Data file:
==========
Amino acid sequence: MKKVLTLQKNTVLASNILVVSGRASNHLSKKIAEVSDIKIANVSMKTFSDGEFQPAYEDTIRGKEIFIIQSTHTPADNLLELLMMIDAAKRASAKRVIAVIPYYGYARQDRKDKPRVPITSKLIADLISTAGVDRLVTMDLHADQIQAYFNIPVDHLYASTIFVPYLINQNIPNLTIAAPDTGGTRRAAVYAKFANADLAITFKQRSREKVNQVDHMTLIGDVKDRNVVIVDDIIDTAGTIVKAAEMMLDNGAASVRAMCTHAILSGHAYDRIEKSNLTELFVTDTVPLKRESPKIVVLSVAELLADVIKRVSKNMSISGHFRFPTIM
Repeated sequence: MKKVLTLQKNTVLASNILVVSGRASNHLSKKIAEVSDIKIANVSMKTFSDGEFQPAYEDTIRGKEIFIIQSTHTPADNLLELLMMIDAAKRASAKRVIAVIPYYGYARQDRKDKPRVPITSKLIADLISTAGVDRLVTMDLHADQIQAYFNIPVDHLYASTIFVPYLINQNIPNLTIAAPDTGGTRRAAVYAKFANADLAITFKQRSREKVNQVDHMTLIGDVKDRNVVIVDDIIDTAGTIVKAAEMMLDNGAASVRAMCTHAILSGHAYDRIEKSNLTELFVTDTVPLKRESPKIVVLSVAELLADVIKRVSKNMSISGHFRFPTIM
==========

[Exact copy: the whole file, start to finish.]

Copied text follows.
Amino acid sequence: MKKVLTLQKNTVLASNILVVSGRASNHLSKKIAEVSDIKIANVSMKTFSDGEFQPAYEDTIRGKEIFIIQSTHTPADNLLELLMMIDAAKRASAKRVIAVIPYYGYARQDRKDKPRVPITSKLIADLISTAGVDRLVTMDLHADQIQAYFNIPVDHLYASTIFVPYLINQNIPNLTIAAPDTGGTRRAAVYAKFANADLAITFKQRSREKVNQVDHMTLIGDVKDRNVVIVDDIIDTAGTIVKAAEMMLDNGAASVRAMCTHAILSGHAYDRIEKSNLTELFVTDTVPLKRESPKIVVLSVAELLADVIKRVSKNMSISGHFRFPTIM
Repeated sequence: MKKVLTLQKNTVLASNILVVSGRASNHLSKKIAEVSDIKIANVSMKTFSDGEFQPAYEDTIRGKEIFIIQSTHTPADNLLELLMMIDAAKRASAKRVIAVIPYYGYARQDRKDKPRVPITSKLIADLISTAGVDRLVTMDLHADQIQAYFNIPVDHLYASTIFVPYLINQNIPNLTIAAPDTGGTRRAAVYAKFANADLAITFKQRSREKVNQVDHMTLIGDVKDRNVVIVDDIIDTAGTIVKAAEMMLDNGAASVRAMCTHAILSGHAYDRIEKSNLTELFVTDTVPLKRESPKIVVLSVAELLADVIKRVSKNMSISGHFRFPTIM